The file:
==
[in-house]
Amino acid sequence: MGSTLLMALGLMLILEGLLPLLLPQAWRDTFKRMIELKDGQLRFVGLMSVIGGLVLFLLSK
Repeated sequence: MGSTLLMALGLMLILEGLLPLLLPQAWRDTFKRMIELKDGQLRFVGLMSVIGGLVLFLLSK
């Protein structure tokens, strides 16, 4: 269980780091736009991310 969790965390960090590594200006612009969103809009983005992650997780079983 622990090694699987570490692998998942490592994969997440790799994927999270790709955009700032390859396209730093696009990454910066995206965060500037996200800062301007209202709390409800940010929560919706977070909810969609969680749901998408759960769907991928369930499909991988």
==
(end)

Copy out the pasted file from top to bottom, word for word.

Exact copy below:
[in-house]
Amino acid sequence: MGSTLLMALGLMLILEGLLPLLLPQAWRDTFKRMIELKDGQLRFVGLMSVIGGLVLFLLSK
Repeated sequence: MGSTLLMALGLMLILEGLLPLLLPQAWRDTFKRMIELKDGQLRFVGLMSVIGGLVLFLLSK
């Protein structure tokens, strides 16, 4: 269980780091736009991310 969790965390960090590594200006612009969103809009983005992650997780079983 622990090694699987570490692998998942490592994969997440790799994927999270790709955009700032390859396209730093696009990454910066995206965060500037996200800062301007209202709390409800940010929560919706977070909810969609969680749901998408759960769907991928369930499909991988």